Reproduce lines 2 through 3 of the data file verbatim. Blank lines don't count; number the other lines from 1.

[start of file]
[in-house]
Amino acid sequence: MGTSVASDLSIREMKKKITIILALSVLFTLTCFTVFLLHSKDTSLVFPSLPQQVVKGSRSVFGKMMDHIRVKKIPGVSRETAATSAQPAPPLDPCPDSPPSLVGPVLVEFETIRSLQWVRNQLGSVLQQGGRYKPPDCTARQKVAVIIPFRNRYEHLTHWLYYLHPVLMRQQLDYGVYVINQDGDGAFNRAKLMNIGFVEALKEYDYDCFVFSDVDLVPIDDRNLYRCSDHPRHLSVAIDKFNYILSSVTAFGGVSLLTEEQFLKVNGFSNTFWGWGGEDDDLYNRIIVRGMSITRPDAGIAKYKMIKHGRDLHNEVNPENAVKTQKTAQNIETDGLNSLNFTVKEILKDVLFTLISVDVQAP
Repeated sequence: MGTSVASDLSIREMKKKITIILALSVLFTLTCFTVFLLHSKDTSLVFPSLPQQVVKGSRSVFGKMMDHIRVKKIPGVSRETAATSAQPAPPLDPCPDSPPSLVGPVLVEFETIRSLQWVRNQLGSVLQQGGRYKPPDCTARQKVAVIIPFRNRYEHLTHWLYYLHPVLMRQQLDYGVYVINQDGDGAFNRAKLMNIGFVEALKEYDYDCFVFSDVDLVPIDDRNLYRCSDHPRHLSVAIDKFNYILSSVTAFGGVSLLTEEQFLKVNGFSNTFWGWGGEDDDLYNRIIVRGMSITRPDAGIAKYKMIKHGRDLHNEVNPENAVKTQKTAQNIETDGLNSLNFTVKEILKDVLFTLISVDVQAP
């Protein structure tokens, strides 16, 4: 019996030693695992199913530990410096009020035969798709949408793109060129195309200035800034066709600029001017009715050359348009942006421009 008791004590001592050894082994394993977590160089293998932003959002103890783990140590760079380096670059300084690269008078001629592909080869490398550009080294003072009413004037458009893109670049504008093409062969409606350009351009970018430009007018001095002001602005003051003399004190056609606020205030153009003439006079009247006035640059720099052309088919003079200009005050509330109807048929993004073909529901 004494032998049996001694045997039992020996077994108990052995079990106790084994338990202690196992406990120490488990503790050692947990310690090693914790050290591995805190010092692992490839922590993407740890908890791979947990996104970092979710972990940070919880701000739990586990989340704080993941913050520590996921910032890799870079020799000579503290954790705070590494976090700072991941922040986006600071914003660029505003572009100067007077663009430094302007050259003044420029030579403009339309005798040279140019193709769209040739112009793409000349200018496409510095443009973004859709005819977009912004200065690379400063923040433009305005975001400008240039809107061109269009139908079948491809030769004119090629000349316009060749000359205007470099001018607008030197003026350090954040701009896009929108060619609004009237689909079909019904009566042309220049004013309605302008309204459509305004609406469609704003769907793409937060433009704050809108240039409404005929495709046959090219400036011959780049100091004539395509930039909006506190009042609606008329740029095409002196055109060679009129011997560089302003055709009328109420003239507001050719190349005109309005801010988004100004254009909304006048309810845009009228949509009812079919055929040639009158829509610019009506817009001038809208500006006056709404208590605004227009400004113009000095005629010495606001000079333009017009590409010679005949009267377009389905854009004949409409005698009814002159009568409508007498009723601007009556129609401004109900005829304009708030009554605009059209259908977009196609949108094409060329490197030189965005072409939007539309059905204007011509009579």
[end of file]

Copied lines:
Amino acid sequence: MGTSVASDLSIREMKKKITIILALSVLFTLTCFTVFLLHSKDTSLVFPSLPQQVVKGSRSVFGKMMDHIRVKKIPGVSRETAATSAQPAPPLDPCPDSPPSLVGPVLVEFETIRSLQWVRNQLGSVLQQGGRYKPPDCTARQKVAVIIPFRNRYEHLTHWLYYLHPVLMRQQLDYGVYVINQDGDGAFNRAKLMNIGFVEALKEYDYDCFVFSDVDLVPIDDRNLYRCSDHPRHLSVAIDKFNYILSSVTAFGGVSLLTEEQFLKVNGFSNTFWGWGGEDDDLYNRIIVRGMSITRPDAGIAKYKMIKHGRDLHNEVNPENAVKTQKTAQNIETDGLNSLNFTVKEILKDVLFTLISVDVQAP
Repeated sequence: MGTSVASDLSIREMKKKITIILALSVLFTLTCFTVFLLHSKDTSLVFPSLPQQVVKGSRSVFGKMMDHIRVKKIPGVSRETAATSAQPAPPLDPCPDSPPSLVGPVLVEFETIRSLQWVRNQLGSVLQQGGRYKPPDCTARQKVAVIIPFRNRYEHLTHWLYYLHPVLMRQQLDYGVYVINQDGDGAFNRAKLMNIGFVEALKEYDYDCFVFSDVDLVPIDDRNLYRCSDHPRHLSVAIDKFNYILSSVTAFGGVSLLTEEQFLKVNGFSNTFWGWGGEDDDLYNRIIVRGMSITRPDAGIAKYKMIKHGRDLHNEVNPENAVKTQKTAQNIETDGLNSLNFTVKEILKDVLFTLISVDVQAP